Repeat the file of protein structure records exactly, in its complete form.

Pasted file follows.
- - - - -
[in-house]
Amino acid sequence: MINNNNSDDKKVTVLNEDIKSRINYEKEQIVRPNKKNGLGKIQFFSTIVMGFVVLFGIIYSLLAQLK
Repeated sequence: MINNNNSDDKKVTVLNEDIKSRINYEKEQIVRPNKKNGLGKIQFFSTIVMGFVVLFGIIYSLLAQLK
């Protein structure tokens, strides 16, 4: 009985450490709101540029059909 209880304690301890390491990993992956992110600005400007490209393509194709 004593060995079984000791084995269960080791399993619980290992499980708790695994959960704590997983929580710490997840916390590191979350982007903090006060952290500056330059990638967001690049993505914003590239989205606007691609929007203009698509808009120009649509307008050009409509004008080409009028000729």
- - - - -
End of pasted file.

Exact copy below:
[in-house]
Amino acid sequence: MINNNNSDDKKVTVLNEDIKSRINYEKEQIVRPNKKNGLGKIQFFSTIVMGFVVLFGIIYSLLAQLK
Repeated sequence: MINNNNSDDKKVTVLNEDIKSRINYEKEQIVRPNKKNGLGKIQFFSTIVMGFVVLFGIIYSLLAQLK
């Protein structure tokens, strides 16, 4: 009985450490709101540029059909 209880304690301890390491990993992956992110600005400007490209393509194709 004593060995079984000791084995269960080791399993619980290992499980708790695994959960704590997983929580710490997840916390590191979350982007903090006060952290500056330059990638967001690049993505914003590239989205606007691609929007203009698509808009120009649509307008050009409509004008080409009028000729």